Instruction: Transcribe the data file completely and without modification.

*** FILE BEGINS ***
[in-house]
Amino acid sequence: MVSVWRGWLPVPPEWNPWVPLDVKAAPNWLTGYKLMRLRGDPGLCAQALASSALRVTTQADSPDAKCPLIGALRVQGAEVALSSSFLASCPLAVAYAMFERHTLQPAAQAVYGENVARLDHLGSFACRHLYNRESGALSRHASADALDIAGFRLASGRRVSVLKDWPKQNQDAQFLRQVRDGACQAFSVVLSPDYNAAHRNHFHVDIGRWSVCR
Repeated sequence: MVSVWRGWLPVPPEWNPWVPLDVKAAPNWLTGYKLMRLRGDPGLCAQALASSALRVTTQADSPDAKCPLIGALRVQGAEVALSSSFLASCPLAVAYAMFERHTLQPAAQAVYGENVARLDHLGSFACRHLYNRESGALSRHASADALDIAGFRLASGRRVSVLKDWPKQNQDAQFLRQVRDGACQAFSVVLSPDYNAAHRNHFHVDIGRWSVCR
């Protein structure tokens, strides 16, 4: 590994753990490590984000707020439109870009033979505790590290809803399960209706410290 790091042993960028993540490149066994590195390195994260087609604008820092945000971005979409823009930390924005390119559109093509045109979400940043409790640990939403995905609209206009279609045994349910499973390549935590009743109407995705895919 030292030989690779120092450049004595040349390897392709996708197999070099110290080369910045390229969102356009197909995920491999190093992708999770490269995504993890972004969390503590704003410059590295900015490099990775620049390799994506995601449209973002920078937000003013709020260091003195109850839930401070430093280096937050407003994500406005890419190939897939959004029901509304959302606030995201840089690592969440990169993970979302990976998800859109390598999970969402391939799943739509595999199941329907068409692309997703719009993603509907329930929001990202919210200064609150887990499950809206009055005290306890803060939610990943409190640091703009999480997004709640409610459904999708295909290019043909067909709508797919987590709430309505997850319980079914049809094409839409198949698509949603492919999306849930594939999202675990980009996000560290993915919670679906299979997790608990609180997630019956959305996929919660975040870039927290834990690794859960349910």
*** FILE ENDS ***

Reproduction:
[in-house]
Amino acid sequence: MVSVWRGWLPVPPEWNPWVPLDVKAAPNWLTGYKLMRLRGDPGLCAQALASSALRVTTQADSPDAKCPLIGALRVQGAEVALSSSFLASCPLAVAYAMFERHTLQPAAQAVYGENVARLDHLGSFACRHLYNRESGALSRHASADALDIAGFRLASGRRVSVLKDWPKQNQDAQFLRQVRDGACQAFSVVLSPDYNAAHRNHFHVDIGRWSVCR
Repeated sequence: MVSVWRGWLPVPPEWNPWVPLDVKAAPNWLTGYKLMRLRGDPGLCAQALASSALRVTTQADSPDAKCPLIGALRVQGAEVALSSSFLASCPLAVAYAMFERHTLQPAAQAVYGENVARLDHLGSFACRHLYNRESGALSRHASADALDIAGFRLASGRRVSVLKDWPKQNQDAQFLRQVRDGACQAFSVVLSPDYNAAHRNHFHVDIGRWSVCR
């Protein structure tokens, strides 16, 4: 590994753990490590984000707020439109870009033979505790590290809803399960209706410290 790091042993960028993540490149066994590195390195994260087609604008820092945000971005979409823009930390924005390119559109093509045109979400940043409790640990939403995905609209206009279609045994349910499973390549935590009743109407995705895919 030292030989690779120092450049004595040349390897392709996708197999070099110290080369910045390229969102356009197909995920491999190093992708999770490269995504993890972004969390503590704003410059590295900015490099990775620049390799994506995601449209973002920078937000003013709020260091003195109850839930401070430093280096937050407003994500406005890419190939897939959004029901509304959302606030995201840089690592969440990169993970979302990976998800859109390598999970969402391939799943739509595999199941329907068409692309997703719009993603509907329930929001990202919210200064609150887990499950809206009055005290306890803060939610990943409190640091703009999480997004709640409610459904999708295909290019043909067909709508797919987590709430309505997850319980079914049809094409839409198949698509949603492919999306849930594939999202675990980009996000560290993915919670679906299979997790608990609180997630019956959305996929919660975040870039927290834990690794859960349910």